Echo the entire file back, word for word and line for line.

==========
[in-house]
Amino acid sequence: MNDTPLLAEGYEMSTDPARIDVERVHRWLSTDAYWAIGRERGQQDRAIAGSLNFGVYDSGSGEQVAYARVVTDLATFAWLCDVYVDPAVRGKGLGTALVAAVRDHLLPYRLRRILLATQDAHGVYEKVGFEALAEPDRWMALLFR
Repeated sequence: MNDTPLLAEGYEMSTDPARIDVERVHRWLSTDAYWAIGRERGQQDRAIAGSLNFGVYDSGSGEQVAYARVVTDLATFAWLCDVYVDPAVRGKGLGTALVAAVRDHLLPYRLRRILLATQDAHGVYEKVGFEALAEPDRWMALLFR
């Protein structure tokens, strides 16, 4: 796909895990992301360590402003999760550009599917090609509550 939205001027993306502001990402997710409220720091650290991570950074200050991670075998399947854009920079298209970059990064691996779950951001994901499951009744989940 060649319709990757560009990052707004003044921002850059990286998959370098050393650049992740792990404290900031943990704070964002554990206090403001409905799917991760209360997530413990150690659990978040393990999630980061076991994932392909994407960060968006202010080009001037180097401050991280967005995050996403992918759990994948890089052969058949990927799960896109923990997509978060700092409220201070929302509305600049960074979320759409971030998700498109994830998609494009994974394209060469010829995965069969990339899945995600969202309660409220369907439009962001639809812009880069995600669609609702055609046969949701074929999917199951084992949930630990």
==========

[in-house]
Amino acid sequence: MNDTPLLAEGYEMSTDPARIDVERVHRWLSTDAYWAIGRERGQQDRAIAGSLNFGVYDSGSGEQVAYARVVTDLATFAWLCDVYVDPAVRGKGLGTALVAAVRDHLLPYRLRRILLATQDAHGVYEKVGFEALAEPDRWMALLFR
Repeated sequence: MNDTPLLAEGYEMSTDPARIDVERVHRWLSTDAYWAIGRERGQQDRAIAGSLNFGVYDSGSGEQVAYARVVTDLATFAWLCDVYVDPAVRGKGLGTALVAAVRDHLLPYRLRRILLATQDAHGVYEKVGFEALAEPDRWMALLFR
């Protein structure tokens, strides 16, 4: 796909895990992301360590402003999760550009599917090609509550 939205001027993306502001990402997710409220720091650290991570950074200050991670075998399947854009920079298209970059990064691996779950951001994901499951009744989940 060649319709990757560009990052707004003044921002850059990286998959370098050393650049992740792990404290900031943990704070964002554990206090403001409905799917991760209360997530413990150690659990978040393990999630980061076991994932392909994407960060968006202010080009001037180097401050991280967005995050996403992918759990994948890089052969058949990927799960896109923990997509978060700092409220201070929302509305600049960074979320759409971030998700498109994830998609494009994974394209060469010829995965069969990339899945995600969202309660409220369907439009962001639809812009880069995600669609609702055609046969949701074929999917199951084992949930630990």